• Senator Jacqui Lambie wants the federal government to carve up its proposed company tax cuts. (AAP)Source: AAP
The coalition is unlikely to muster the numbers in the Senate to pass changes to race-hate speech laws, but Malcolm Turnbull is still confident of success.
Source:
AAP, NITV
22 Mar 2017 - 10:13 AM  UPDATED 22 Mar 2017 - 10:13 AM

The Turnbull government's hopes of re-wording race-hate speech laws appear doomed with Senate crossbenchers giving the move the thumbs-down.

But the prime minister remains positive about changes Attorney-General George Brandis will introduce to parliament this week.

The government is proposing to amend a contentious section of the Racial Discrimination Act to replace the words "offend", "insult" and "humiliate" with "harass and intimidate", setting the bar higher for complaints.

The Australian Human Rights Commission will be given power to head off frivolous claims at an early stage.

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With Labor and the Greens opposed, the government is on the hunt for nine of the 11 crossbench votes.

Jacqui Lambie won't be one of them.

"I just think it's a waste of time speaking about this, there's so (many) bigger things on the table that we should be talking about," she told ABC radio on Wednesday.

"If it's dead in the water let's move on because we have some economic issues in this country."

Yesterday Indigenous leaders slammed the Federal Government's announcement to water down the laws.

AIATSIS Chair and Professor at the Australian National University, Mick Dodson, said there are more important things that the government needs to be focusing on, including their performance. 

"Not just their performance in the Indigenous affairs arena, but across the board. Why don't they deal with pressing issues of the nation? This isn't a pressing issue for the nation. It's a sop to the ultra-conservative side of conservative politics and it's a waste of time. It's flabbergasting," he told NITV News. 

"The Prime Minister just recently gave the Closing the Gap report and things are going backwards. Why are you worrying about 18c for when our kids are dying? Get some focus here." 

When asked whether the bill was doomed, Mr Turnbull insisted his government would continue negotiating with all parties.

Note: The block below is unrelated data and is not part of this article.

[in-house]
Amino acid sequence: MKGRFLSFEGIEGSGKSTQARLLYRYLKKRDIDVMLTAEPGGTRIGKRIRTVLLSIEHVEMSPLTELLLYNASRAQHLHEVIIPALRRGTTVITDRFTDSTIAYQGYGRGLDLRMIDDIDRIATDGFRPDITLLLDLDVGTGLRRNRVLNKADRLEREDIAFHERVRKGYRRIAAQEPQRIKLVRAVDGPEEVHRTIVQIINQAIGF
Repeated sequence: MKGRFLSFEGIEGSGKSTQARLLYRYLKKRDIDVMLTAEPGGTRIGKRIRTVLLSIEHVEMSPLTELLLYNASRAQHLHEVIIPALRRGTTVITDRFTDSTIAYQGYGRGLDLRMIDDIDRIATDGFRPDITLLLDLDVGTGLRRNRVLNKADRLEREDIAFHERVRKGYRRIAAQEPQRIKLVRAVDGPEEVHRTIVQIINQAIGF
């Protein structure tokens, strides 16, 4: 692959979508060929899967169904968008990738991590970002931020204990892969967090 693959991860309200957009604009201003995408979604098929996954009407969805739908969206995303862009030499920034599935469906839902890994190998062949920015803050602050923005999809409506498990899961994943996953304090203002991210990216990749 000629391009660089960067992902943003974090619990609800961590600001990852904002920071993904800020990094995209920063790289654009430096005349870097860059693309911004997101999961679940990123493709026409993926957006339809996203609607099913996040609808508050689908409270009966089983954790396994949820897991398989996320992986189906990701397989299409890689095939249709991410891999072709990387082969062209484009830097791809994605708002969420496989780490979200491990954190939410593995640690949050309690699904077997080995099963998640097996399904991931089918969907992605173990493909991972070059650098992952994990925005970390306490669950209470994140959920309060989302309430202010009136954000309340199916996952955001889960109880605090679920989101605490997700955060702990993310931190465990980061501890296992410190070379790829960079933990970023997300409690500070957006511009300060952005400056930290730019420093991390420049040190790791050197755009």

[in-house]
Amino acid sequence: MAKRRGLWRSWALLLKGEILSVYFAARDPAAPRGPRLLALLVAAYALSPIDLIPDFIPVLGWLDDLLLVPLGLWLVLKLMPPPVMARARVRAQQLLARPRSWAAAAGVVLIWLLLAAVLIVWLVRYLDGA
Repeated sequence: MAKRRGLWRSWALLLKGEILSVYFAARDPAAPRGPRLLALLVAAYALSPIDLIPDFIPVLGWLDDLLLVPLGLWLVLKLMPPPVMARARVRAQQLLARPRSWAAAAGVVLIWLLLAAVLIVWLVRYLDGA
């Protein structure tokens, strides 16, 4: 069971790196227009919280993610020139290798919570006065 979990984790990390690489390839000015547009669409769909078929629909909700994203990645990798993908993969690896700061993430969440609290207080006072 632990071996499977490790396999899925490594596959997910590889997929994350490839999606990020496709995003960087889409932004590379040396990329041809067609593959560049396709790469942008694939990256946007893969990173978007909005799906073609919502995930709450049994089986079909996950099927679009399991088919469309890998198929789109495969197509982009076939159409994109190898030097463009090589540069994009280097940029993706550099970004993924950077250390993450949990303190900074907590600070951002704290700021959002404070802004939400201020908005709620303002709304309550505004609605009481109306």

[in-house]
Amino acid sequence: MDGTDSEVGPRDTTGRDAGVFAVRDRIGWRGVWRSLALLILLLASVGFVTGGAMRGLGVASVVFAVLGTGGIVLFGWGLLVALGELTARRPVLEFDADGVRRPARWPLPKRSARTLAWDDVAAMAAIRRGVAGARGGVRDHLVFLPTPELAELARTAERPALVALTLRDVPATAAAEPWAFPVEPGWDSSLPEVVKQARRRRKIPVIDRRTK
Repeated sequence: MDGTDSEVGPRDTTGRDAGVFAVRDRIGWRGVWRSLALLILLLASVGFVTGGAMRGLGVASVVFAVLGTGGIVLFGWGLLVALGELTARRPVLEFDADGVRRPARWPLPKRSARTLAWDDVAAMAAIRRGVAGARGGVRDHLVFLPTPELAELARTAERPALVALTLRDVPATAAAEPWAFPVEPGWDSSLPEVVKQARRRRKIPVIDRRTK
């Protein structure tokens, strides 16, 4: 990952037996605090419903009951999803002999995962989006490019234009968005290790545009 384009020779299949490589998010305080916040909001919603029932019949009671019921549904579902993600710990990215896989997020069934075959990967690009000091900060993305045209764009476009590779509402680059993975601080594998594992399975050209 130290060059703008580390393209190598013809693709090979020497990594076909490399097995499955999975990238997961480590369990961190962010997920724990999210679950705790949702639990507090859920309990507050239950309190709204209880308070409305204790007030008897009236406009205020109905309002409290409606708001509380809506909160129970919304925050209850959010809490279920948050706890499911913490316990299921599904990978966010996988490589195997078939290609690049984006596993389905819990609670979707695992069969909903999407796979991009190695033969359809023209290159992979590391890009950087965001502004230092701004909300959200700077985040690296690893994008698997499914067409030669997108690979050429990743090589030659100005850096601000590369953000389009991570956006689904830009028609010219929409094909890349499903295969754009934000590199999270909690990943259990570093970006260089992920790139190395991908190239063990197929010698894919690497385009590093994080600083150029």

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"I recall you predicting many elements of our legislative program are doomed to fail and you've been disappointed in the past, so we will just focus on getting our agenda through the Senate," he told reporters in Canberra.

The Nick Xenophon Team, which has three senators, has signalled it won't back a re-wording of Section 18C.

"But we do support sensible changes to the process involved in the handling of such complaints so the process does not become the punishment," Senator Xenophon said.

Senator Brandis said he would continue talking to Senator Xenophon.

"I spoke to him last night. I'm seeing him again today," he told Ray Hadley on 2GB radio.

"But Ray, I can promise you and your listeners, we will give this our best shot."

The government did not want Australia to become a country in which there was a culture of grievance.

Senator Brandis invoked the Anzac legend, saying the freedom of speech they fought for was now one of our core social values.

At least four coalition MPs expressed misgivings about the changes when they were debated in a partyroom meeting on Tuesday, but they are not expected to cross the floor on the issue.

Deputy Prime Minister Barnaby Joyce said there were clearly defects in race-hate laws which exposed it to accusations of overreach.

To harass or intimidate someone based on their race was a more robust threshold than to insult or offend.

"If I am threatening to you by reason of your religion or by reason of the colour of your skin then I have every reason to be hauled across (the coals)," he told Jon Faine on Melbourne ABC radio.

"But if I insult you and say, 'Jon you're a big fat slob' you can say that's an insult but it's no reason to take someone to court."

Labor frontbencher Ed Husic said election material had been targeted against him based on his Muslim faith.

"I'm big enough and ugly enough to look after myself in politics but I have a genuine concern about how people - ordinary folk on the street - get treated with a system that gives license to speak first and think later," he said.

"I expect the rough and tumble of politics, but I don't think general members of the Australian public should be subjected to it."